We dare not repeat past pain
LIFE did not begin in 1994. No amount of denial will take this historical fact away.
We are building a new nation out of the ashes of colonialism and apartheid.
We are building a new nation out of a country where to be black meant subjugation, indignity, inhumane treatment, humiliation and dispossession simply because those in power believed that black people were lesser human beings.
Scores suffered, some paid the supreme price, others left the country of their birth, as they pursued the struggle for freedom, justice, equality, democracy and human dignity.
Therefore we cannot take our freedom lightly. We cannot take the rights that were won in 1994 lightly and use them for political point scoring.
Out of that pain, we must build a new society together, and bury hatred and mistrust.
Former president Nelson Mandela directed us to move in that direction in his inauguration address in 1994, where he declared: "Out of the experience of an extraordinary human disaster that lasted too long, must be born a society of which all humanity will be proud."
That society which was born in 1994, was underscored by a very progressive Constitution with a Bill of Rights.
For a people whose every moment was a lived experience of humiliation and a denial of their human dignity, the restoration of their human rights, including that of human dignity, meant the restoration of life.
We cannot go back to the period or memory of Number 4 prison, where black men were made to strip naked and perform the tauza dance.
Nor do we want to reopen the wounds of the humiliation of Sarah Baartman, who was painfully exhibited in London and Paris, and whose genitals and brain were stored in a pickle jar and shown off in a museum until the administration led by Mandela demanded the return of her remains for a decent burial.
We dare not repeat that painful, brutal, primitive treatment of a human being.
This is why we are also currently working with the government of Austria regarding the remains of Khoisan people who were taken to Austria for experiments in 1909.
Already the remains of Mr and Mrs Klaas and Trooi Pienaar have been brought back to the country and we are working on the logistics of the reburial. The Austrian scientist Rudolph Poch had taken more than 80 South African human remains to Austria for experiments.
I trust that the social cohesion and nation building summit in July will give us all the opportunity to turn our backs on denial and confront this painful history, with a view to finding final closure and healing.
Our knowledge of this country must not be solely defined by written texts, but should be informed by the experiences of the people who make up the wonderful tapestry of this wonderful nation.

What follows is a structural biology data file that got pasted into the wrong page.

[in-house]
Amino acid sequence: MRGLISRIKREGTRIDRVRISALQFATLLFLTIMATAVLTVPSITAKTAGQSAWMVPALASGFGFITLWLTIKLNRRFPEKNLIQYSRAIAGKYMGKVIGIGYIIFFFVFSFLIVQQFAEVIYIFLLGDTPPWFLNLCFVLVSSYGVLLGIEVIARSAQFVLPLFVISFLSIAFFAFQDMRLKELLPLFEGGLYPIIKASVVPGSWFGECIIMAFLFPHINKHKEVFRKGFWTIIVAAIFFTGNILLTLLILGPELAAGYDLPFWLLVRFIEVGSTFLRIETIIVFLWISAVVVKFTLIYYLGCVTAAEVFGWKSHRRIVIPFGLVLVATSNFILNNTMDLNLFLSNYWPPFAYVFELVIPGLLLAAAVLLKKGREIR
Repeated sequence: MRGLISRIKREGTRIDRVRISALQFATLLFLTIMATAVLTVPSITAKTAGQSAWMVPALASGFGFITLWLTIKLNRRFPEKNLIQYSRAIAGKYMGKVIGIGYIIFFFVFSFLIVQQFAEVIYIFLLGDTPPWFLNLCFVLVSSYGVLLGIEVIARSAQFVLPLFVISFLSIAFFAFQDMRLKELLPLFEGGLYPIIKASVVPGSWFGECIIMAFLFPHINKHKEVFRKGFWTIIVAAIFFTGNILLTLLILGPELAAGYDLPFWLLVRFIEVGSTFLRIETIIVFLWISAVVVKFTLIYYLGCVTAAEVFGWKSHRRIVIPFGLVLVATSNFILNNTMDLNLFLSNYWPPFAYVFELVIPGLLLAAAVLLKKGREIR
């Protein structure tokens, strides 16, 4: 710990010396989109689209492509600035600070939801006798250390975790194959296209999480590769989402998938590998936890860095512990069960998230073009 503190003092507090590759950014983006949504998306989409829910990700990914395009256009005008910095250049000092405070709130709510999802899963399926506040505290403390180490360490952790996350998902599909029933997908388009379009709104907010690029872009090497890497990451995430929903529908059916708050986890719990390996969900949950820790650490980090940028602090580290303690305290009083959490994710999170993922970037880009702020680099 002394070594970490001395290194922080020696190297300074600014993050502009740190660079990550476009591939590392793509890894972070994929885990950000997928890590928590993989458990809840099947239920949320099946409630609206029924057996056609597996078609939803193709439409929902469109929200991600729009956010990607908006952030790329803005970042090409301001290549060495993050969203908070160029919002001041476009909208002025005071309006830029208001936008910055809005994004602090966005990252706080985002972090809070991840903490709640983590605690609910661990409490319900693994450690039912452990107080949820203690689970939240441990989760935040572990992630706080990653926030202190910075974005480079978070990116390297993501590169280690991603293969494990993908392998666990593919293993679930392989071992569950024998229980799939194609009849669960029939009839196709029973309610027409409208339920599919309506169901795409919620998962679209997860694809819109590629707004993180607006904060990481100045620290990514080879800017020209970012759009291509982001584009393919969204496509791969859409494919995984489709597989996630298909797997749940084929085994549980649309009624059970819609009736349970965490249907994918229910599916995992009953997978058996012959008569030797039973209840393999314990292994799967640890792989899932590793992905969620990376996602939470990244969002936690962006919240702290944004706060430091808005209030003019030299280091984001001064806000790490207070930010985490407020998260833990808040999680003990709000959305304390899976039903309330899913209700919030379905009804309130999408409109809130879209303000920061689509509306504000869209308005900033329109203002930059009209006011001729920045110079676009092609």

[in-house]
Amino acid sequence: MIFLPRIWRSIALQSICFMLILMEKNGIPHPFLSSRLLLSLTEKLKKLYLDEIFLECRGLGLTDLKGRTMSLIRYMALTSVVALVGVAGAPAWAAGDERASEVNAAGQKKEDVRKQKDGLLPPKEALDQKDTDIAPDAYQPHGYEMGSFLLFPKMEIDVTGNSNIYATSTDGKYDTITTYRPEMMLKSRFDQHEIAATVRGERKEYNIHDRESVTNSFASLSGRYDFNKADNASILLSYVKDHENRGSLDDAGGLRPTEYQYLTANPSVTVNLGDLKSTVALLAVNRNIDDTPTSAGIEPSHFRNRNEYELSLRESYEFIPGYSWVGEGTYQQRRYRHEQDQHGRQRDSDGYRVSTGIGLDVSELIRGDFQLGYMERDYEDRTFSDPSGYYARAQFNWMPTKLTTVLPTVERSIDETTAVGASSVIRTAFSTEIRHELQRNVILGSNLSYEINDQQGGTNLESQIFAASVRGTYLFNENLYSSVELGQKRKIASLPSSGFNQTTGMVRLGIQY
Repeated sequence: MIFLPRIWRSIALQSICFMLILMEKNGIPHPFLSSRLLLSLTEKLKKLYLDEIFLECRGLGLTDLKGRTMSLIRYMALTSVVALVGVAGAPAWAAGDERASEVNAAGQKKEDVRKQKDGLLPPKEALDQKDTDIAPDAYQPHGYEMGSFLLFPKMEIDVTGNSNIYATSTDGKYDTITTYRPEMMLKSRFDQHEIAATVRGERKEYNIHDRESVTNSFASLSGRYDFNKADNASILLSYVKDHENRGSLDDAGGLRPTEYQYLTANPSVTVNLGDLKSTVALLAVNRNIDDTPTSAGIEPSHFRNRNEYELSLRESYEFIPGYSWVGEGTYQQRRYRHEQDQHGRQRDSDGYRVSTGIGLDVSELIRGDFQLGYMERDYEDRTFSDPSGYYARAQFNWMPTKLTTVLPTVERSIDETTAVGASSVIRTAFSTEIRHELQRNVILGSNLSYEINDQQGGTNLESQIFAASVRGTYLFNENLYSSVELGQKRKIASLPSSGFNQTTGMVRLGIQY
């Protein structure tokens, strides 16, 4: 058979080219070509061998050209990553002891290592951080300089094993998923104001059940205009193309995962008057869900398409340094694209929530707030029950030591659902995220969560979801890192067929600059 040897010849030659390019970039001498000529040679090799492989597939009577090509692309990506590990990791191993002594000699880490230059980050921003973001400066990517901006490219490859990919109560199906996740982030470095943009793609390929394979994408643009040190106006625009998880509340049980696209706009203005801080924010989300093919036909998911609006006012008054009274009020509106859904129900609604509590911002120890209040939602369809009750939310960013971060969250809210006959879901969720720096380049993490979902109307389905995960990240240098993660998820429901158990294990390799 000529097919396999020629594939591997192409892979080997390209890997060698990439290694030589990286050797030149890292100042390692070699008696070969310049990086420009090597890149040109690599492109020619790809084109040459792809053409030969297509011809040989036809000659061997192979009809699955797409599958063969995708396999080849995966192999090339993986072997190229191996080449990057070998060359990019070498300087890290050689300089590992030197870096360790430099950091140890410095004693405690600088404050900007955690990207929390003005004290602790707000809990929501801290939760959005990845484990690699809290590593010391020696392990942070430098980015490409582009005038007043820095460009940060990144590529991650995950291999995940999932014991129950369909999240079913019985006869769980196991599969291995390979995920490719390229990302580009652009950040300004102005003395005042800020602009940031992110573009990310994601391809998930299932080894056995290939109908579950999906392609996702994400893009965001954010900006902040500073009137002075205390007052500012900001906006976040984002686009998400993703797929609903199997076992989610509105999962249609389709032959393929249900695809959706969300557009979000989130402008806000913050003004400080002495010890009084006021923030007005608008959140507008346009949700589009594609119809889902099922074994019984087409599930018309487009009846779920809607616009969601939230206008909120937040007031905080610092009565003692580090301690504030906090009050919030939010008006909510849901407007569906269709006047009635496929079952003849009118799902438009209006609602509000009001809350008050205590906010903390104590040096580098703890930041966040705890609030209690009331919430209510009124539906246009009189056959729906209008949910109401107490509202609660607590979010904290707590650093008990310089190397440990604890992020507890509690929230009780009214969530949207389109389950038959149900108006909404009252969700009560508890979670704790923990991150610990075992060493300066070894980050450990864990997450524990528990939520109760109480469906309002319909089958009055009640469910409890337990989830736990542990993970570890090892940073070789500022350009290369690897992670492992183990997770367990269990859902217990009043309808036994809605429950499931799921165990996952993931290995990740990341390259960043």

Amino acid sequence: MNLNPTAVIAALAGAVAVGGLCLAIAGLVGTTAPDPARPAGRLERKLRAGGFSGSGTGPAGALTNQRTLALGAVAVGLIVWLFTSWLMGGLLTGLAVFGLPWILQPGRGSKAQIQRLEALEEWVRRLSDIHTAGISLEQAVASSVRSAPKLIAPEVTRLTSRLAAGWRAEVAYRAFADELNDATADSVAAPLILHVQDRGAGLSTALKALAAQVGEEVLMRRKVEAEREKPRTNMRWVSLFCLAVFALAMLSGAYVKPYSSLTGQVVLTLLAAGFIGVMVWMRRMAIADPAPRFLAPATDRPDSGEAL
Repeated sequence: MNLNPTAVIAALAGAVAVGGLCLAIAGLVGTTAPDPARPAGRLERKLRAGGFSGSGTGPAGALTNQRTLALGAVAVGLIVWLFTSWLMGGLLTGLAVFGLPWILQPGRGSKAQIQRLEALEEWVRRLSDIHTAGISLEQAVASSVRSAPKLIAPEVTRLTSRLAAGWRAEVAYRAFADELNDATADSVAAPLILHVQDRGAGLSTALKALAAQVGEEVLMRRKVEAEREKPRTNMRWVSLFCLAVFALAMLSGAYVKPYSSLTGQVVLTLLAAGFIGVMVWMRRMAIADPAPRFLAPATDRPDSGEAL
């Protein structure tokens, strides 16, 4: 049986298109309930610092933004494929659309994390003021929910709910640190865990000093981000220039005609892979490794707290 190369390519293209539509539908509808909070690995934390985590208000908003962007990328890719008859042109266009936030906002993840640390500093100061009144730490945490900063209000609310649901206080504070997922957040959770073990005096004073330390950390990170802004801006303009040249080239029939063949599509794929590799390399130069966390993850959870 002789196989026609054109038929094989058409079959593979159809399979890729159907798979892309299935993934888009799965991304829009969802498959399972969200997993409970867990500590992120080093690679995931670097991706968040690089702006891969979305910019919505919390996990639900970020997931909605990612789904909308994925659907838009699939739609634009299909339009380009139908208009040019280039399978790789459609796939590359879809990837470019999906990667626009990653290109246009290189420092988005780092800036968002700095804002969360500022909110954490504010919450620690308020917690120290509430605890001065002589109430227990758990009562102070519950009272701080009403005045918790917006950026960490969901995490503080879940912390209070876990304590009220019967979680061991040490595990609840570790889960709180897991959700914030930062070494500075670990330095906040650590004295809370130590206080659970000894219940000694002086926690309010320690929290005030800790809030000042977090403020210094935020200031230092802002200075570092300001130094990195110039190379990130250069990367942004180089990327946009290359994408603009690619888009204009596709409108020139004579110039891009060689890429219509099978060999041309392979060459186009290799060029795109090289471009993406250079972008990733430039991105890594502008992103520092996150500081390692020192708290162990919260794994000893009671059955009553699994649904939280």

As much as we fought for this freedom and liberated both the oppressor and the oppressed alike, we will defend all the rights enshrined in the Constitution including the right to freedom of expression and the right to human dignity. No right is superior to other rights.
In the same vein, we must disabuse ourselves of the notion that certain rights are more important to certain sections of South African society than others.
Freedom of expression is as important and as understood and appreciated in Constantia as it is in Gugulethu.
That is why this government defends the right of our people to express themselves in any manner including protest action, except if in exercising that right they begin to violate the rights of others.
No right is absolute. It must be exercised with due regard to the rights of others.
That is the balance we have to strike at all times. Most importantly, as leaders we have a responsibility to live, uphold and defend the Constitution.
Deputy Minister Jeremy Cronin eloquently captured the importance of balancing all the rights in our Constitution and not to promote those rights that are important to those with power and influence only or those that are convenient at a given time.
We cannot be selective with our Constitution.
And it does not matter who the subject of the violation of any right is. All rights are important and must be respected.
What is remarkable about our country, is that despite this human disaster that lasted too long as described by Madiba, we still had that historic gathering in Kliptown in 1955, where under the leadership of the ANC, delegates to the congress of the people declared that South Africa belongs to all who live in it, black and white.
It is remarkable too, that while our struggle was a struggle against racism, it was never a racist struggle. That is why we had white democrats fighting side-by-side with their black compatriots to liberate this country and put an end to racism and subjugation.
Madiba declared from the dock while facing a possible death sentence: "The ANC has spent half a century fighting against racialism. When it triumphs it will not change that policy." Indeed, it has not, and will not.
- This is an edited excerpt of the president's speech in Parliament yesterday. He was responding to the Presidency budget vote debate held on Wednesday.